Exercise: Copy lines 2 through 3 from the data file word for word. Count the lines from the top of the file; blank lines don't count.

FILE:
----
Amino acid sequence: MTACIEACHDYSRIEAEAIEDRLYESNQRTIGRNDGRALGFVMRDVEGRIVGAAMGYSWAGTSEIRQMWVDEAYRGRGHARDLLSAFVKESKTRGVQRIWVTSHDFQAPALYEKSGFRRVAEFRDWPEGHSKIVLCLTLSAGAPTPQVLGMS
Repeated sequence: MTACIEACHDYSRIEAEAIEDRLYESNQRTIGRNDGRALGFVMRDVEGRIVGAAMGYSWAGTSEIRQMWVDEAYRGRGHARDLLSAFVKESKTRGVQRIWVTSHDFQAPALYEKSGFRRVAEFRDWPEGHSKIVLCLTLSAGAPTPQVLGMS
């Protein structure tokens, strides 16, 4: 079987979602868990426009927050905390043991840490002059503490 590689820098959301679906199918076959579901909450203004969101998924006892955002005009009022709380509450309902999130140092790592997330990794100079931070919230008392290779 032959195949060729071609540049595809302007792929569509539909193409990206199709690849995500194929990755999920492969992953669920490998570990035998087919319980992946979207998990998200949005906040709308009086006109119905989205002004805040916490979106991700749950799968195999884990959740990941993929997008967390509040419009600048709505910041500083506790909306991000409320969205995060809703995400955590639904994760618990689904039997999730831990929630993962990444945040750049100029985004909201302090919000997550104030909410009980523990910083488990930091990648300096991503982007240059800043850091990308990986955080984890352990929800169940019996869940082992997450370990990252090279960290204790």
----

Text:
Repeated sequence: MTACIEACHDYSRIEAEAIEDRLYESNQRTIGRNDGRALGFVMRDVEGRIVGAAMGYSWAGTSEIRQMWVDEAYRGRGHARDLLSAFVKESKTRGVQRIWVTSHDFQAPALYEKSGFRRVAEFRDWPEGHSKIVLCLTLSAGAPTPQVLGMS
């Protein structure tokens, strides 16, 4: 079987979602868990426009927050905390043991840490002059503490 590689820098959301679906199918076959579901909450203004969101998924006892955002005009009022709380509450309902999130140092790592997330990794100079931070919230008392290779 032959195949060729071609540049595809302007792929569509539909193409990206199709690849995500194929990755999920492969992953669920490998570990035998087919319980992946979207998990998200949005906040709308009086006109119905989205002004805040916490979106991700749950799968195999884990959740990941993929997008967390509040419009600048709505910041500083506790909306991000409320969205995060809703995400955590639904994760618990689904039997999730831990929630993962990444945040750049100029985004909201302090919000997550104030909410009980523990910083488990930091990648300096991503982007240059800043850091990308990986955080984890352990929800169940019996869940082992997450370990990252090279960290204790």